Week 3 has come and gone, yet there still seems to be more questions than answers on both sides of the ball. A deeper dive into analytics should clarify who to buy while the price is still low and what to expect moving forward after some surprising week three stat-lines.
Additionally, recognizing favorable defensive matchups is equally as crucial as identifying undervalued fantasy assets. Surprising defensive performances are one of the more prominent talking points of Week 3. Determining whether defensive rankings are what they seem is another focus of this week’s dive into the analytics.
Allen Robinson – WR Chicago Bears
The lack of production from Robinson has caused fantasy owners to worry. Chicago has run the sixth-most offensive plays in 2021 but has by far the fewest deep passes on the season, with only five across three games. Robinson’s average depth of target has dropped from 9.1 yards in 2020 to 4.9 in 2021, so he is not generating the same chunk plays that he was over the last few years.
Now is certainly not the time to sell with the Chicago QB tumult and Robinson underperforming early in the season, but it is time to reset expectations. The volume should return as Robinson is the clear number one receiver on this roster, but his numbers will not drastically increase without the Bears taking more shots downfield.
Mike Evans – WR Tampa Bay Buccaneers
Tampa Bay surpassed Jacksonville this week for the most deep passes in the NFL with 32. Even though Evans has the lowest air yards before reception of his career so far, he is a solid buy candidate heading into Week 4 as their top deep-ball target. While Antonio Brown may have more air yards per reception, Evans is more heavily targeted and receives deeper looks than Chris Godwin.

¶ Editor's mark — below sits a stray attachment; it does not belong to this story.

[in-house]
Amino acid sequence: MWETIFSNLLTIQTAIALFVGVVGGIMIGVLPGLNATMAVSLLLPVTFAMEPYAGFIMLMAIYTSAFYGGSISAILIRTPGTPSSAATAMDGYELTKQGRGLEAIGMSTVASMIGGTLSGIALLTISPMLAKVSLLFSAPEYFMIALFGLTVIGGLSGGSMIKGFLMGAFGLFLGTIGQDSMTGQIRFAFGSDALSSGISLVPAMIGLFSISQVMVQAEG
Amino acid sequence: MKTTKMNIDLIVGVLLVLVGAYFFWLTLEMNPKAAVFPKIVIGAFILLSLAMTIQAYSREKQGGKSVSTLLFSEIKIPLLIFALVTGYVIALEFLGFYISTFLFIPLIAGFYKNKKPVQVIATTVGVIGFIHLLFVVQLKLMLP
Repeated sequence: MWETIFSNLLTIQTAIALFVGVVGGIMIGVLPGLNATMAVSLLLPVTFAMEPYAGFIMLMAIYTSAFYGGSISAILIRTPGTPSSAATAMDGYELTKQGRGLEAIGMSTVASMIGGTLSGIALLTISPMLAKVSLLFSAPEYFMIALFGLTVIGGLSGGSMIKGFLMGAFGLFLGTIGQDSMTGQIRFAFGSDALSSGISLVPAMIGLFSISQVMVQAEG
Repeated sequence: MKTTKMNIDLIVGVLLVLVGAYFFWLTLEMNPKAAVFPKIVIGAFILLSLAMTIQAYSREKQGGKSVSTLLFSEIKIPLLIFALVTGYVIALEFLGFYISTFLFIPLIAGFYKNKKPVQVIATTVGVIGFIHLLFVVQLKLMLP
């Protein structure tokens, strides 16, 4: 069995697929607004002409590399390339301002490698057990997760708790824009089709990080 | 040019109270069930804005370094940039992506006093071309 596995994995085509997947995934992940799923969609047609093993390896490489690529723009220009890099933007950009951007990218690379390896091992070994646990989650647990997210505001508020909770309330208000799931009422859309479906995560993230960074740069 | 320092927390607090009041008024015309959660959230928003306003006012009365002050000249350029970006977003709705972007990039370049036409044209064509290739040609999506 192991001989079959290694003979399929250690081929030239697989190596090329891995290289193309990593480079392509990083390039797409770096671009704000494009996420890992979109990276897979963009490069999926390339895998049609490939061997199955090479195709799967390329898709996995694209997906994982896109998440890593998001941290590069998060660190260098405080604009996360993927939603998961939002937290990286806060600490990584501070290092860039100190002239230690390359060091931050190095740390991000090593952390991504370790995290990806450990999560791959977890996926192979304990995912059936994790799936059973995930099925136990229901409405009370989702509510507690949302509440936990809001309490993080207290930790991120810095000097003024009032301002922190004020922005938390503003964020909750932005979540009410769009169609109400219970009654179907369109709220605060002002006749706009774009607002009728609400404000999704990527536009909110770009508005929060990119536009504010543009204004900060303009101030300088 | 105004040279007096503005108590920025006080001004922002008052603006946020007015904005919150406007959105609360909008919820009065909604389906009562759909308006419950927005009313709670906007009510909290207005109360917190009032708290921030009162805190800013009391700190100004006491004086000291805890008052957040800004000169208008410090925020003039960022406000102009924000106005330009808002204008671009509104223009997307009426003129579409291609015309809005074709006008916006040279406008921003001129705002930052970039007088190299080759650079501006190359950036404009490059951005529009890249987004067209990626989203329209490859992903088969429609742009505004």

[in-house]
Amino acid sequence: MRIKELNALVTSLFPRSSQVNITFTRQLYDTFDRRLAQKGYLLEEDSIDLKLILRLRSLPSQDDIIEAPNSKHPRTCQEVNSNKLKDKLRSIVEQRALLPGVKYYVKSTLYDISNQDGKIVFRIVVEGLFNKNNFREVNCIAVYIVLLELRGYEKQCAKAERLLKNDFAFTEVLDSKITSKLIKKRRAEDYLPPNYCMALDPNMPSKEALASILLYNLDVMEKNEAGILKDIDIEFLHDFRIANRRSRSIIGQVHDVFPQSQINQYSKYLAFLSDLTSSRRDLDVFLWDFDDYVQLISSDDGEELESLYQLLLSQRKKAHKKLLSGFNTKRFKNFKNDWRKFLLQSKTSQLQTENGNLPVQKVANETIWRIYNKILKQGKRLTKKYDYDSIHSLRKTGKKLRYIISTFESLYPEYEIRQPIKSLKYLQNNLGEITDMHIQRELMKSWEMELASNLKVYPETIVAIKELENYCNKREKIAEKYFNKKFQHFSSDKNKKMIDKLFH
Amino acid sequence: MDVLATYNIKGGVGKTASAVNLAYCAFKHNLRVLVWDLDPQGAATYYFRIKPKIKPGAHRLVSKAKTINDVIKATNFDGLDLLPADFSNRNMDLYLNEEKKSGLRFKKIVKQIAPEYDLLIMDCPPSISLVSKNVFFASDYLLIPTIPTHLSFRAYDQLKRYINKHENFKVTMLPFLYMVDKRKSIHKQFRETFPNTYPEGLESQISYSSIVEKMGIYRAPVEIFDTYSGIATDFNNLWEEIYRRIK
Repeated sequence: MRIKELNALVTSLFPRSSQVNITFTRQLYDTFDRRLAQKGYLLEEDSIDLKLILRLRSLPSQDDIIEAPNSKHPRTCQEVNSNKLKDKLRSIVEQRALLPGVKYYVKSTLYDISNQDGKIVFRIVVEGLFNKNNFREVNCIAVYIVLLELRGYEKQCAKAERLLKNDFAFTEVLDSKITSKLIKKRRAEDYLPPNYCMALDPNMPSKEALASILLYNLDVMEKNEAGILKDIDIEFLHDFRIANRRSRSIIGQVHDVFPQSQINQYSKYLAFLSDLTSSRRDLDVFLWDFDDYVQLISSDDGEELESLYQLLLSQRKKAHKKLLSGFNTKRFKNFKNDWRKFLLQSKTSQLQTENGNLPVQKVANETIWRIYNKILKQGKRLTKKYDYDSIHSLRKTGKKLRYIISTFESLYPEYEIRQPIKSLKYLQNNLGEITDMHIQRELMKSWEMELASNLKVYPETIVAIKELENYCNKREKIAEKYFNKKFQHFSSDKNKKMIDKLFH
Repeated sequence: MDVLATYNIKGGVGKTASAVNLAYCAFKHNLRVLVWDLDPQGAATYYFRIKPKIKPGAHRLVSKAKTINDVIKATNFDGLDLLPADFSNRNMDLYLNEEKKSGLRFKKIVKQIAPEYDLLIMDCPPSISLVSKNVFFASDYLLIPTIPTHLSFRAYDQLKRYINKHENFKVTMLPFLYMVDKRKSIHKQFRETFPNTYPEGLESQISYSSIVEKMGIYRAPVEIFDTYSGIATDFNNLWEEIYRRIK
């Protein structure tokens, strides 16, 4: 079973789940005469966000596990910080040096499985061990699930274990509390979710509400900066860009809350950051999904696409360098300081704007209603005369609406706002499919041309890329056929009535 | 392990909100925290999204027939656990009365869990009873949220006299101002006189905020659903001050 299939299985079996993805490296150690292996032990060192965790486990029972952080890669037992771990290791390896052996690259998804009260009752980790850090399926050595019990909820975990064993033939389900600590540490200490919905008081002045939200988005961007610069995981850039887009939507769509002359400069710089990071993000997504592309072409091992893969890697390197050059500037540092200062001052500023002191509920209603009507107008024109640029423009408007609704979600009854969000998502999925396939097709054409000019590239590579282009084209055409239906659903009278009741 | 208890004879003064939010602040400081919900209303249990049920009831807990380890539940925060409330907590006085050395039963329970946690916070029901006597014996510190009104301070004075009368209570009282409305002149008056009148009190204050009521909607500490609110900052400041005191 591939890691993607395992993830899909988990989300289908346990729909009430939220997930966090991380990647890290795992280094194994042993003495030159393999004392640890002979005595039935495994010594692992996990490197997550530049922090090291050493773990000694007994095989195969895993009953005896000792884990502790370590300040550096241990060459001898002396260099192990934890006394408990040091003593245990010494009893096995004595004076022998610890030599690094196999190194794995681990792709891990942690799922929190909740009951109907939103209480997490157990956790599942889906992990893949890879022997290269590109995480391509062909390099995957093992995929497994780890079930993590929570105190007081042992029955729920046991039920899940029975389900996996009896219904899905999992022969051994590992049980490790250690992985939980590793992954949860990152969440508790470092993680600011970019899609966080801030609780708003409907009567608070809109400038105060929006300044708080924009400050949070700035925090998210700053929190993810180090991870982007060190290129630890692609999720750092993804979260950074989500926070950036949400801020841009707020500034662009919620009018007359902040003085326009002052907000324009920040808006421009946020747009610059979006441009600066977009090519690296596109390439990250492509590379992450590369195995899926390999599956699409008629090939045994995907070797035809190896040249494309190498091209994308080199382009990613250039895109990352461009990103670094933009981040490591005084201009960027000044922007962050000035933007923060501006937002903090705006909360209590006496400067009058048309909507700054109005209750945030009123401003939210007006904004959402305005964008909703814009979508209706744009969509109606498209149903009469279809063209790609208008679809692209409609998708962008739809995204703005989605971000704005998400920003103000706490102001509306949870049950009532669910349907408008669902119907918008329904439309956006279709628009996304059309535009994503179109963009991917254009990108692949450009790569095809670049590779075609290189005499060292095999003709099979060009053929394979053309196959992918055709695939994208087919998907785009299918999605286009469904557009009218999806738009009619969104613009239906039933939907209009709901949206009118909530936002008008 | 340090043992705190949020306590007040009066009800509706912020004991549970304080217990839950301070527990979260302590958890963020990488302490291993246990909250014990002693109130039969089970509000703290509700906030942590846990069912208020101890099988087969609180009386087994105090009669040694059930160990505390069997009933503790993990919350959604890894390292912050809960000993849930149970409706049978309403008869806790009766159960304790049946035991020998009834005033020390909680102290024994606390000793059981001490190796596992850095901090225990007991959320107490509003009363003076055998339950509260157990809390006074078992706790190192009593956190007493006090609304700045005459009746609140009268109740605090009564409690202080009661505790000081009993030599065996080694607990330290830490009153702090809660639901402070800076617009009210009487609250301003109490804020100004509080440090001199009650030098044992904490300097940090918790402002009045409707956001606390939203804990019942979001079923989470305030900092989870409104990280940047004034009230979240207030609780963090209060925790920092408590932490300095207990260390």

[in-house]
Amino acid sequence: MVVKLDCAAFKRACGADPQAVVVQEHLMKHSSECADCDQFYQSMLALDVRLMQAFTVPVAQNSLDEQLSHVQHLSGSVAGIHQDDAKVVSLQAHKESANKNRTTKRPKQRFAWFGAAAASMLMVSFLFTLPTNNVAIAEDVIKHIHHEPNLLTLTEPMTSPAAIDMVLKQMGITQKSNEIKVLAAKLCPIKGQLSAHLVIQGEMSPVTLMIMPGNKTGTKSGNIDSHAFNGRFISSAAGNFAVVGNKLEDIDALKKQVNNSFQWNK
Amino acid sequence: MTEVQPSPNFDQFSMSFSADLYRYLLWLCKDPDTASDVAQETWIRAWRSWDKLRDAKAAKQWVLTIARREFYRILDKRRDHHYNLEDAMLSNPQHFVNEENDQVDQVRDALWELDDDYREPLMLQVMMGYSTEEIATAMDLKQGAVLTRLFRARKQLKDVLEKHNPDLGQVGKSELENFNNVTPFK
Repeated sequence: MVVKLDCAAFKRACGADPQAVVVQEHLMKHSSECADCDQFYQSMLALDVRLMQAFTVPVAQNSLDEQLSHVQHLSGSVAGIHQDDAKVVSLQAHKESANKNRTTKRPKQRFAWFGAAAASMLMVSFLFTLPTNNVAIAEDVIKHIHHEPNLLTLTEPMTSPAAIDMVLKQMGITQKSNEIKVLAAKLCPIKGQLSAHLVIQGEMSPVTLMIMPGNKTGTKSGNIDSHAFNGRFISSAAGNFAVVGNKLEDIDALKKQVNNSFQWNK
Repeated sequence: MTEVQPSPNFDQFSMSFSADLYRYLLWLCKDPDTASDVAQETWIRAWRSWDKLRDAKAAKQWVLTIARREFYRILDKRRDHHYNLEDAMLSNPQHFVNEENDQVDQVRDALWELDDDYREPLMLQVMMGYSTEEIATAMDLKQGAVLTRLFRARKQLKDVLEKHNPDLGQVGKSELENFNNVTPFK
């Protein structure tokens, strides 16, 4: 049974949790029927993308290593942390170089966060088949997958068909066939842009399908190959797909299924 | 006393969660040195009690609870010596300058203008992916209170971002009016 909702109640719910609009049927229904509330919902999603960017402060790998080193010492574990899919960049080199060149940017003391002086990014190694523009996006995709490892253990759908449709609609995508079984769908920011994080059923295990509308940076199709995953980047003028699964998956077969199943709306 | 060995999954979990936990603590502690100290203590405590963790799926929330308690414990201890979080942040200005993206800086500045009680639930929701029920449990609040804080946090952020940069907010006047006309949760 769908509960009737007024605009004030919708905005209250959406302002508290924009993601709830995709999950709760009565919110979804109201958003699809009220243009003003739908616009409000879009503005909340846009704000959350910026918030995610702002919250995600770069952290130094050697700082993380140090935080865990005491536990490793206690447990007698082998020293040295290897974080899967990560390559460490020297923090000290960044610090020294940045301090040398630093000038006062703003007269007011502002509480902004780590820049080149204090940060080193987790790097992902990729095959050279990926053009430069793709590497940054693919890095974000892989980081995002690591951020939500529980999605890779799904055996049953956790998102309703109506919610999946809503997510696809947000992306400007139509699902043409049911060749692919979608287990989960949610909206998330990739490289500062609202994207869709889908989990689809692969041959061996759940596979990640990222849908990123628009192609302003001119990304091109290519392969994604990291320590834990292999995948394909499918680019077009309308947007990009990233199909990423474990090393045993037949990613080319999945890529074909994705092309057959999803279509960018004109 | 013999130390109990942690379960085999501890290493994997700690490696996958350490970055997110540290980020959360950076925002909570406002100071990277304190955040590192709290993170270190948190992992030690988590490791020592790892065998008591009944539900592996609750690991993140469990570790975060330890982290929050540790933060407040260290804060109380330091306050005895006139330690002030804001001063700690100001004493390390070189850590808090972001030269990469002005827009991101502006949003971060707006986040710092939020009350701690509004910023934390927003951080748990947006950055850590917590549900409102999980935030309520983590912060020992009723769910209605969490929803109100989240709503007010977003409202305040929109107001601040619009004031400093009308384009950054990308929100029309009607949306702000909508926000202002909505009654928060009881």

Waiting until after Week 4 to buy may be better as Tampa is on the road against New England, who has allowed the fifth-fewest yards and points scored per game on the season. He could still have a great game against the Patriots. The Pats may have inflated stats after only facing the Dolphins, Jets, and Saints so far. Either way, Evans is a strong buy candidate who should continue making big plays and seeing plenty of end-zone targets.
James Robinson – RB Jacksonville Jaguars
The Jaguars have the most runs up the middle of any team through week three despite starting the season 0-3. James Robinson may have had a massive game with 15-88-1 on the ground and 6-46 through the air last week, but now is the time to sell.
Robinson’s snap percentage lowered to 59% in week three, and he is on an offense that should not score a lot this season. He will not be a weekly starter with typically low-value touches up the middle unless he can break more big plays from his four reception per game pace.
Air Yard Leaders
Air yards lead to big plays, and big plays lead to fantasy points. The teams leading in air yards through week three are:
|Team||Air Yards (weeks 1-3)|
Stefon Diggs is elite. Everyone knows that, but what about the other options? Emmanuel Sanders is coming off a monster performance of 5-92-2 on six targets, and Cole Beasley had 11-98-0 on 13 targets. Sanders will not have two touchdowns every week, but he out-snapped Beasley and Davis in Week 3. After having such an excellent performance, Sanders is not necessarily a buy candidate, but he should be held as a flex-worthy option with upside on any given week.